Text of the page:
BY YASSIN SABHA
Yassin Sabha (SAIS class of 2013) is an Italian-Jordanian young economist specialized in private sector development, investment policy, and competitiveness currently based in Vienna.
Rieti, situated less then 80 km from Rome, is the geographic center of Italy. Founded decades before Rome, Rieti gave birth to three Roman emperors, including those who built the Coliseum, and is the place where Italy’s first sugar factory was established. The industrial zone of Rieti also hosts Italy’s leading manufacturer of solar panels called Solsonica, as well as being a hub for metering and dosing pumps, giving the city the name “Pump Valley”.
However, Rieti’s economy fares much worse than Italy’s as a whole. For instance, with an urban population of less than 50 thousand, Rieti’s GDP per capita is 30 percent lower than Italy’s average. Since the European sovereign debt crisis between 2009-12, Rieti’s economy lost 12.4 percent of its value, while Italy’s shrunk by 1.9 percent. Unemployment increased by 45 percent since 2009, especially among the youth. Many young people are migrating to other parts of Italy, or abroad (like myself) to seek better opportunities. With a negative birthrate, the population is ageing and rapidly shrinking. At the same time, the private sector is suffering from a weak investment climate. Firm birth rates have been negative for the past few years while the number of innovative start-ups has been zero. (You can read my report – in Italian – and blog on Rieti’s state of the economy and competitiveness for more info)
A group of young professionals from Rieti decided to leverage their knowledge and skills to rescue their hometown under crisis. The goal is to gradually build a Next Rieti on innovation, merit and transparency, starting from the redevelopment of a deserted industrial plant called the Snia Viscosa. Once a textile manufacturer that gave work to thousands of people over three to four generations, the Snia Viscosa has been abandoned since the plant shut down in 2003.
Next Snia’s vision is to turn this disused plant into Rieti’s engine of innovation and sustainable growth. In order to achieve this, we want to recruit the best professionals from Italy and abroad, who represent a diverse set of backgrounds such as economists, urban planners, start-uppers, architects, green economy experts, etc. On January 29, we launched an international call to select a working group of ten experts to lead the designing of a development strategy for Rieti.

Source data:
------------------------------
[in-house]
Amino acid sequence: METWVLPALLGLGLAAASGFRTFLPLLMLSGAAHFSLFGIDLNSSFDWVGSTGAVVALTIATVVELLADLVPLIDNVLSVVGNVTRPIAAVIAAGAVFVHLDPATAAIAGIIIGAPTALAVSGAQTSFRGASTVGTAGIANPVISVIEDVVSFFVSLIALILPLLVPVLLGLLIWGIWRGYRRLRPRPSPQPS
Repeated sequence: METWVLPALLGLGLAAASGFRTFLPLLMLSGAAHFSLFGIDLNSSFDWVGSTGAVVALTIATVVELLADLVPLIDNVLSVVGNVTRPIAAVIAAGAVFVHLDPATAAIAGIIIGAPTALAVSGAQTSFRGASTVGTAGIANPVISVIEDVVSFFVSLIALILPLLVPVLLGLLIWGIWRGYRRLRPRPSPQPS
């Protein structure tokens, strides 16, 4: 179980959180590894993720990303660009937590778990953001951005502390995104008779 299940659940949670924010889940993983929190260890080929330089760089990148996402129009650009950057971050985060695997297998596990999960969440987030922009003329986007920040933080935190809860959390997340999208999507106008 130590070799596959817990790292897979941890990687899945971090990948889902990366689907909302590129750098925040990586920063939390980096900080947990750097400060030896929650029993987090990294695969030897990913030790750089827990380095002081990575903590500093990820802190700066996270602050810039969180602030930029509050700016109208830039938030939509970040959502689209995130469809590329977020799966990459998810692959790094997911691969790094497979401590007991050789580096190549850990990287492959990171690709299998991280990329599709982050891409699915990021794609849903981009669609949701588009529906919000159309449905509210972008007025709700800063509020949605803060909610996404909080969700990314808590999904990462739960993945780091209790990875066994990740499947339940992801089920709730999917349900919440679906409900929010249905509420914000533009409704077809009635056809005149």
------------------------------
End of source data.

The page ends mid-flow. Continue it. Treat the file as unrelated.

The Next Snia Viscosa project has the support of RENA (an Italian civil society movement), Monte dei Paschi di Siena (Italy’s third financial institution and two-thirds owner of the Snia), and Rieti’s Municipality. The organizing team includes 28 young people, who are originally from Rieti but are mostly studying and working outside the city. They share the common goal of enabling sustainable growth in their hometown. The project also benefits from 13 special advisors ranging from Riccardo Donadon (founder of H-Farm, Italy’s main start-up incubator), to Nicola Zingaretti (President of the Lazio Region), and including the support of other local civil society groups and technical mentors.
There are many things that make Next Snia special. Instead of selecting a project or an idea, we decided to select a group of experts that will design together a development project for Next Snia with the support of key stakeholders and top-notch technical advisors. Furthermore, the organizing team has adopted a collaborative approach by engaging with all the key stakeholders both at the local and national levels during all stages of the process.
The application process closed on March 31 with great success. We received 175 applications representing 11 countries with 110 individual applicants and 65 teams. A committee of nine top-notch external experts including Fabrizio Barca (Italy’s former Minister of Development and Territorial Cohesion) is in the process of selecting the top ten applications to form the working group. The group will meet in Rieti between May 7 and May 17 of this year to begin designing the development plan for Next Snia. After that, we will open a consultative process on the development plan at the local, national, and international level, setting the stage for project implementation.
Next Snia was officially launched in an inauguration ceremony that was held for the local community in Rieti. We see this project as a unique opportunity to revert the steep decline of our hometown’s economy since the past decade. Currently, we are at the project design phase that we hope to conclude by this summer, and after which, we will begin implementing our project. However, the path to build the Next Snia is still long and bumpy. That is why we will need the support of the local, national, and international development community in order to succeed.